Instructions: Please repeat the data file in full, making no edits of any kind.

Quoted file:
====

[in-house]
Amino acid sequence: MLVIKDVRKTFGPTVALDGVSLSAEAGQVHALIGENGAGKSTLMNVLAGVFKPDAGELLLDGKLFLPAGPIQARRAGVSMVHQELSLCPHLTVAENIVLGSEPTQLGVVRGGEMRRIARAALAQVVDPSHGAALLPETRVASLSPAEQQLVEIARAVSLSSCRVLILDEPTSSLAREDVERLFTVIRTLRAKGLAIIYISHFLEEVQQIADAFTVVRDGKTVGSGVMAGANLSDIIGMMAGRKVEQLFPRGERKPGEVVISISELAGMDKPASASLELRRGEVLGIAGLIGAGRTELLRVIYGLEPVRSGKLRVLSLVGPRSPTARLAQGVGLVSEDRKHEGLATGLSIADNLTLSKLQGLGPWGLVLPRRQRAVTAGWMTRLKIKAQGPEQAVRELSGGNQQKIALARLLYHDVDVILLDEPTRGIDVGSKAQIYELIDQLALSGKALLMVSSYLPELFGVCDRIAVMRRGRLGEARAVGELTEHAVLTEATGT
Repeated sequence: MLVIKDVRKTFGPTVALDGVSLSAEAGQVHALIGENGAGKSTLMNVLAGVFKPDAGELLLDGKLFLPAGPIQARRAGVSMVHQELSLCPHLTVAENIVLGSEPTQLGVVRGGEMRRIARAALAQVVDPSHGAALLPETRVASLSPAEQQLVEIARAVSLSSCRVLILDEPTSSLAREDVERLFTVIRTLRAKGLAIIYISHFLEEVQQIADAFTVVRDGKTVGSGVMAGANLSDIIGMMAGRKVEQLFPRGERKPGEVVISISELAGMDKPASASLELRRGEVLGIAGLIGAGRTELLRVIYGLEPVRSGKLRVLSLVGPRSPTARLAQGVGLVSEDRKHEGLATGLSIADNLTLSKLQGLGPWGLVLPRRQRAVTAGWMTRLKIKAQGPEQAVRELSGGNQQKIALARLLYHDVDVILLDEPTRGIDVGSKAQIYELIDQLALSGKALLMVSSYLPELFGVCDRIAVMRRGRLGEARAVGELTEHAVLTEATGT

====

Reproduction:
[in-house]
Amino acid sequence: MLVIKDVRKTFGPTVALDGVSLSAEAGQVHALIGENGAGKSTLMNVLAGVFKPDAGELLLDGKLFLPAGPIQARRAGVSMVHQELSLCPHLTVAENIVLGSEPTQLGVVRGGEMRRIARAALAQVVDPSHGAALLPETRVASLSPAEQQLVEIARAVSLSSCRVLILDEPTSSLAREDVERLFTVIRTLRAKGLAIIYISHFLEEVQQIADAFTVVRDGKTVGSGVMAGANLSDIIGMMAGRKVEQLFPRGERKPGEVVISISELAGMDKPASASLELRRGEVLGIAGLIGAGRTELLRVIYGLEPVRSGKLRVLSLVGPRSPTARLAQGVGLVSEDRKHEGLATGLSIADNLTLSKLQGLGPWGLVLPRRQRAVTAGWMTRLKIKAQGPEQAVRELSGGNQQKIALARLLYHDVDVILLDEPTRGIDVGSKAQIYELIDQLALSGKALLMVSSYLPELFGVCDRIAVMRRGRLGEARAVGELTEHAVLTEATGT
Repeated sequence: MLVIKDVRKTFGPTVALDGVSLSAEAGQVHALIGENGAGKSTLMNVLAGVFKPDAGELLLDGKLFLPAGPIQARRAGVSMVHQELSLCPHLTVAENIVLGSEPTQLGVVRGGEMRRIARAALAQVVDPSHGAALLPETRVASLSPAEQQLVEIARAVSLSSCRVLILDEPTSSLAREDVERLFTVIRTLRAKGLAIIYISHFLEEVQQIADAFTVVRDGKTVGSGVMAGANLSDIIGMMAGRKVEQLFPRGERKPGEVVISISELAGMDKPASASLELRRGEVLGIAGLIGAGRTELLRVIYGLEPVRSGKLRVLSLVGPRSPTARLAQGVGLVSEDRKHEGLATGLSIADNLTLSKLQGLGPWGLVLPRRQRAVTAGWMTRLKIKAQGPEQAVRELSGGNQQKIALARLLYHDVDVILLDEPTRGIDVGSKAQIYELIDQLALSGKALLMVSSYLPELFGVCDRIAVMRRGRLGEARAVGELTEHAVLTEATGT